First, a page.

EDITORIAL: No consent

Trump’s ‘acting’ appointments bypass constitutional mandate

President Donald Trump has flouted so many constitutional norms that it’s hard to keep up with them. But one of his most flagrant violations has been his end run around the Constitution’s requirement that important appointments be made with the “advice and consent” of the Senate.

In defending that provision in the Constitution, Alexander Hamilton wrote in the Federalist Papers that the requirement of Senate confirmation would be “an excellent check upon a spirit of favoritism in the president, and would tend greatly to prevent the appointment of unfit characters from state prejudice, from family connection, from personal attachment, or from a view to popularity. In addition to this, it would be an efficacious source of stability in the administration.”

Trump has a different idea, frequently delaying the Senate confirmation process by appointing “acting” officials in top posts rather than permanent ones. Last year he famously said that “I sort of like ‘acting’ … it gives me more flexibility.”

A good example is Chad Wolf, who has served more than nine months as acting secretary of the Department of Homeland Security after having been confirmed by the Senate to a lesser position in the department. In mid-August, the Government Accountability Office, a congressional watchdog, released a report concluding thatWolf’s appointment was invalid, as was that of Ken Cuccinelli, who has been performing the duties of deputy Homeland Security secretary. Less than two weeks later, Trump said that he would nominate Wolf to serve as the department’s permanent secretary.

The administration disputed the GAO’s conclusion, arguing that Wolf was lawfully acting as secretary under a law governing succession in the Homeland Security Department. Regardless, belatedly appointing Wolf on a permanent basis would remove the confusion. (Wolf himself conceded in a recent interview that “I strongly believe that the department needs a confirmed secretary.”) Most recently, Trump installed Anthony Tata, a retired Army brigadier general and Fox News commentator, in a key Pentagon position that did not require Senate confirmation after a Senate committee canceled a hearing onTata’s nomination to be undersecretary of Defense for policy and the nomination was withdrawn. Tata came under fire after reports that he had called Islam the “most oppressive violent religion I know of,” and referred to former President Barack Obama as a “terrorist leader.”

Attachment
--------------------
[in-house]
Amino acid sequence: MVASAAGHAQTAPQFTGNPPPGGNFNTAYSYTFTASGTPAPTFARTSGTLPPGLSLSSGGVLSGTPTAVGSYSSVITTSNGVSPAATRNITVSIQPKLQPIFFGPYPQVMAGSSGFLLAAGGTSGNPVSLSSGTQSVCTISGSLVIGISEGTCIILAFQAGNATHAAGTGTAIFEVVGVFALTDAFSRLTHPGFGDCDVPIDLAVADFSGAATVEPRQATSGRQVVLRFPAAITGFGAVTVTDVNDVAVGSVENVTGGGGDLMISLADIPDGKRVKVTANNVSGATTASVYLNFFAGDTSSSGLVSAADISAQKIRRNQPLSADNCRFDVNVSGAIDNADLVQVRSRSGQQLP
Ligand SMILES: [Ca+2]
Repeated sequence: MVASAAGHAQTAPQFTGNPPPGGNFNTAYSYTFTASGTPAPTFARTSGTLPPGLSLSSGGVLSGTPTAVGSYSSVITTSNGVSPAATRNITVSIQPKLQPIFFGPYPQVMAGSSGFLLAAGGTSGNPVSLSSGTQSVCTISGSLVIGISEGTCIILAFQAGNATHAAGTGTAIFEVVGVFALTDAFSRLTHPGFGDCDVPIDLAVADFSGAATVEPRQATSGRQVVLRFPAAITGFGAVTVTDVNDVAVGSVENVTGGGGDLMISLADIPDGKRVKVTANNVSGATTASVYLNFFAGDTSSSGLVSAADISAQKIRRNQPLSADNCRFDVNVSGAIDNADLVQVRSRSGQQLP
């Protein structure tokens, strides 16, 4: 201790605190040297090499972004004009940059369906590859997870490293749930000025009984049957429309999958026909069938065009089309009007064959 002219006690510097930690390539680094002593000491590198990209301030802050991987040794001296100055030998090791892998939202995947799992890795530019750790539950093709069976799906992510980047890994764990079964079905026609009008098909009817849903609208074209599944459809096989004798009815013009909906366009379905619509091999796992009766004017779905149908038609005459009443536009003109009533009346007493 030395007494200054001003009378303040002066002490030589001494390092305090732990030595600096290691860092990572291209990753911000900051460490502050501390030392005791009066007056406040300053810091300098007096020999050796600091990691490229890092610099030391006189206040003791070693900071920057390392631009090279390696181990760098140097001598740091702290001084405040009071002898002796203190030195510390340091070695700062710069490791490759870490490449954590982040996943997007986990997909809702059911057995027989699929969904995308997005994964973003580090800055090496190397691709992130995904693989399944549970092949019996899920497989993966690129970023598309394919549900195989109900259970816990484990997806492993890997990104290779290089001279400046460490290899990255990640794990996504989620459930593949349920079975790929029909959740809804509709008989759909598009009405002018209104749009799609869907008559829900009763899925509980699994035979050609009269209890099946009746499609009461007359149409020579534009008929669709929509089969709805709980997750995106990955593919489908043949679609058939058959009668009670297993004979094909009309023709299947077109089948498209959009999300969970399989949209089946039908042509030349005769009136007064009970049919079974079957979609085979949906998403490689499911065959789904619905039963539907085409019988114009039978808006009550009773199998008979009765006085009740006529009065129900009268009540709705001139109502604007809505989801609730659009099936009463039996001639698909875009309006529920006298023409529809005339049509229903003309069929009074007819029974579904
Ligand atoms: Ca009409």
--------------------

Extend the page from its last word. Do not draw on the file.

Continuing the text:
Regardless of who is elected president in November, Congress needs to revisit the issue of how to ensure that there aren’t gaps in the leadership of the federal government without allowing presidents to fiddle with the chain of command and procrastinate in sending nominations to the Senate. Rep. Katie Porter, DCalif., has proposed legislation that would limit the time officials could serve in an acting capacity and prevent presidents from appointing acting officials who lacked qualifications required for a Senateconfirmed occupant of the office.

But the problem isn’t just a matter of inadequate or confusing statutes. Trump’s willingness to so undermine the advise and- consent process — with acquiescence from the Republican-controlled Senate — is part and parcel of a larger contempt for the rule of law.

Los Angeles Times